Can weedkillers be mixed with a softwash DDAC biocide?
First off, legally no – because mixing anything with a government approved softwash DDAC biocide product such as Benz Bio Cleanze will invalidate the conditions of use in the HSE and PRCD approval certification.
Also, to apply herbicides (aka "weedkillers" or "weed control" products) commercially the law requires a softwash contractor to have completed a training course and passed an exam in their safe use.
All gardeners, for example, who use herbicide weedkillers on their customer's property must be certified in the safe practical use, storage and allowable applications of herbicides.
There is no argument about any of the above. The law is the law and whether we like it or not, agree with it or not, our opinions will make absolutely no difference.
Chemically it's a much harder area to get clarity on. But we'll do our best to clarify the situation to the best of our understanding.
This is a herbicide and is the active ingredient in a number of commercial products.
As such it is a weedkiller, although the marketing departments of some companies do not call it a weedkiller but rather a "weed inhibitor".
We have no experience of this chemical and neither do our industrial chemists. So we cannot comment further.
If a softwash contractor wants to use a Flazasulfuron product – or any other herbicide – in conjunction with a DDAC biocide such as Bio Cleanze, they should investigate directly with the manufucturers of the herbicide.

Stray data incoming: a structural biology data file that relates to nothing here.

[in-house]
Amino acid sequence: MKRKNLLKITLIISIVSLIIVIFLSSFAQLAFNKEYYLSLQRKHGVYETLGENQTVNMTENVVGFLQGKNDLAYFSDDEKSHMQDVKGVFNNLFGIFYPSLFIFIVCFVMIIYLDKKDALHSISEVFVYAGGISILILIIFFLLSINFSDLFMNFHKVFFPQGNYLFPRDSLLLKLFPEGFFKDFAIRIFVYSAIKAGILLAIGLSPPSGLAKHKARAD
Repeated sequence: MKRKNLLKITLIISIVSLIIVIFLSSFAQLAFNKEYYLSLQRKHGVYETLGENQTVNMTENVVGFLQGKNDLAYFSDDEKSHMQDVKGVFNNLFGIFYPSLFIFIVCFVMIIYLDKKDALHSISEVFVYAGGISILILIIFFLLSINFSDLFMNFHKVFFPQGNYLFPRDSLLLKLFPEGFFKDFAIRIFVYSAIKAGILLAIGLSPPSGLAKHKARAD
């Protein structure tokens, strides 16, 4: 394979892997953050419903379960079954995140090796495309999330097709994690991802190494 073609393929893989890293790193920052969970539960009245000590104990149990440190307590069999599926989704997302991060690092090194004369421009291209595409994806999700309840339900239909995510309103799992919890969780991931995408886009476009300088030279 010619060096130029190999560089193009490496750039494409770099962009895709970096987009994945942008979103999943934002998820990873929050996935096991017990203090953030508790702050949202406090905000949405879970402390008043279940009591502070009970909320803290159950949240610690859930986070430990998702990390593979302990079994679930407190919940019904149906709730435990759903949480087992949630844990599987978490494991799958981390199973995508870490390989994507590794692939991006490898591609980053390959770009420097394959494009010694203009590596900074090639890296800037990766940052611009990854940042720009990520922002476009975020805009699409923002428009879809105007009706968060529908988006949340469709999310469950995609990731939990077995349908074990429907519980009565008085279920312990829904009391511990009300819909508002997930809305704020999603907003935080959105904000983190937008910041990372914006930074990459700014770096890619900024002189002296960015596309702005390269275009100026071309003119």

We've put together some online resources regarding Flazasulfuron that you can access at the end of this article.
This is the active ingredient in the notorious Monsanto product "Roundup". The evidence is rapidly accumulating to show that this is a highly toxic product that is dangerous for our environment and can induce cancers in humans. Several countries have already banned it or are considering banning it.
Farmers have found that weeds develop an immunity to this product and thus require the application of another chemical to control them. In the USA weeds have mutated to be so tough they break harvesting machinery.
We guess it's pretty obvious that we do not endorse this product ...
Herbicides – the law
By law a contractor must be trained and licensed to apply a herbicide.
It's also important to be aware that a DDAC-based biocide cannot be legally used for agricultural purposes.
If a customer asks for advice about using weedkillers, the safest option for a softwashing contractor is to point the customer to where they can buy weedkillers. Then let them use them according to the product labelling.
Unless a contractor is licensed to administer weedkiller commercially we strongly suggest not giving advice to a customer on the use, storage and application of weedkillers. Giving such advice could leave a contractor in a vulnerable position should their customer use the weedkiller inappropriately.
An important point to bear in mind when considering whether to use a herbicide in conjunction with a DDAC biocide – such as Bio Cleanze – is that DDAC is "cationic" and if the other chemicals are "anionic" then there would be an interaction.
This chemical reaction could be an issue even when the two products are applied separately.
Therefore the conscientious softwash contractor should check with the manufacturers of any herbicide they are considering using and ask them if their product is compatible with DDAC.
How to control weeds without an artificial chemical weedkller: The problems associated with the commercial use of chemical herbicides are the reasons we explored alternative weed control solutions:
- Click here to find out how to control weeds without using artificial chemical weedkillers
- Click here to find out how to keep weeds out of Cobblelock and block paving following a soft washing treatment
We hope this infomation is helpful and inspires you to succeed in softwashing.
Ben, Leo & Fiona
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That's a reasonable question.
You could jet wash a roof and then treat with Bio Cleanze.
But why would you?
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